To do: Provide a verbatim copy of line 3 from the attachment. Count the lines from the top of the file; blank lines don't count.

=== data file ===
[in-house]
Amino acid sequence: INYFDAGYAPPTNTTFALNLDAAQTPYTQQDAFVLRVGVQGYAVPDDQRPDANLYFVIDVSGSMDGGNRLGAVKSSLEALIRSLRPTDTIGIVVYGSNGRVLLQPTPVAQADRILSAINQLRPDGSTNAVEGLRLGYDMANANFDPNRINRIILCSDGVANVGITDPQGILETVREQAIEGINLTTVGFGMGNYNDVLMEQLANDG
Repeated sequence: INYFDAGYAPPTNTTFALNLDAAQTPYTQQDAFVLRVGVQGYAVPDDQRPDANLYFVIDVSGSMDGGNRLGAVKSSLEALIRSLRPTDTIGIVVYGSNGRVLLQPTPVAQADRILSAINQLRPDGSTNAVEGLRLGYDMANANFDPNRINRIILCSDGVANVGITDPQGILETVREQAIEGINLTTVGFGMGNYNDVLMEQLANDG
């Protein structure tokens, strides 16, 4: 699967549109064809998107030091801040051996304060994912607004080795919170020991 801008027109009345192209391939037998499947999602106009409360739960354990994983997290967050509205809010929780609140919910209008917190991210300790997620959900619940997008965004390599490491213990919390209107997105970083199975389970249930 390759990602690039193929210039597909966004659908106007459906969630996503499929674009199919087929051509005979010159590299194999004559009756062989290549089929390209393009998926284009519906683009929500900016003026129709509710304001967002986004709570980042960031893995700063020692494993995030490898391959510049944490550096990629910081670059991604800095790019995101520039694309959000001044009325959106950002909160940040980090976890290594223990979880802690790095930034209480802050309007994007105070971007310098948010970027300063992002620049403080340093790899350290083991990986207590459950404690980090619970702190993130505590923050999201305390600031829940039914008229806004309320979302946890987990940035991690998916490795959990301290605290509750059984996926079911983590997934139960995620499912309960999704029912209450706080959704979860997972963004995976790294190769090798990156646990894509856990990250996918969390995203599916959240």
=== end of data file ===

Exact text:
Repeated sequence: INYFDAGYAPPTNTTFALNLDAAQTPYTQQDAFVLRVGVQGYAVPDDQRPDANLYFVIDVSGSMDGGNRLGAVKSSLEALIRSLRPTDTIGIVVYGSNGRVLLQPTPVAQADRILSAINQLRPDGSTNAVEGLRLGYDMANANFDPNRINRIILCSDGVANVGITDPQGILETVREQAIEGINLTTVGFGMGNYNDVLMEQLANDG